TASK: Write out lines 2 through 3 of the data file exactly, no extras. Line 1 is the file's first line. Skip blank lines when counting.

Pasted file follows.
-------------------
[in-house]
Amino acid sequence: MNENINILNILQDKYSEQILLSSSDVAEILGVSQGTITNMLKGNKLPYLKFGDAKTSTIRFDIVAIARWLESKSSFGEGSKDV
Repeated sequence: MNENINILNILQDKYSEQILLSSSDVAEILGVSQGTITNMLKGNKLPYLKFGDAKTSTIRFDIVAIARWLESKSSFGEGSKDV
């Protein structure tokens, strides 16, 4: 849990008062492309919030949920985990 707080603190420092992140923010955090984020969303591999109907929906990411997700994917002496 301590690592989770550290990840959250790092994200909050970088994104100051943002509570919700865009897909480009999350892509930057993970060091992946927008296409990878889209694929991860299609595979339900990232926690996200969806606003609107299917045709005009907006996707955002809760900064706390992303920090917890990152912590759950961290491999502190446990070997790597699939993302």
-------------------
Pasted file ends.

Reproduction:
Amino acid sequence: MNENINILNILQDKYSEQILLSSSDVAEILGVSQGTITNMLKGNKLPYLKFGDAKTSTIRFDIVAIARWLESKSSFGEGSKDV
Repeated sequence: MNENINILNILQDKYSEQILLSSSDVAEILGVSQGTITNMLKGNKLPYLKFGDAKTSTIRFDIVAIARWLESKSSFGEGSKDV